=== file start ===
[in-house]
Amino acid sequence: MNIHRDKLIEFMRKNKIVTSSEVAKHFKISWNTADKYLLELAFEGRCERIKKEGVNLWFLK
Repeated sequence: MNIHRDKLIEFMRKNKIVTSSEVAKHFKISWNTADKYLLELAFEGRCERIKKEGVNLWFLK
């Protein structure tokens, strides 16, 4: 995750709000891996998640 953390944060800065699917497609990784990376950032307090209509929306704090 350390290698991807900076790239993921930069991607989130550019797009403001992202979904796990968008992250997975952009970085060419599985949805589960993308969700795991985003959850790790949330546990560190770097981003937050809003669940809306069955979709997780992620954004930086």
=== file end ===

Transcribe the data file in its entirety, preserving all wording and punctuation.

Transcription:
[in-house]
Amino acid sequence: MNIHRDKLIEFMRKNKIVTSSEVAKHFKISWNTADKYLLELAFEGRCERIKKEGVNLWFLK
Repeated sequence: MNIHRDKLIEFMRKNKIVTSSEVAKHFKISWNTADKYLLELAFEGRCERIKKEGVNLWFLK
């Protein structure tokens, strides 16, 4: 995750709000891996998640 953390944060800065699917497609990784990376950032307090209509929306704090 350390290698991807900076790239993921930069991607989130550019797009403001992202979904796990968008992250997975952009970085060419599985949805589960993308969700795991985003959850790790949330546990560190770097981003937050809003669940809306069955979709997780992620954004930086």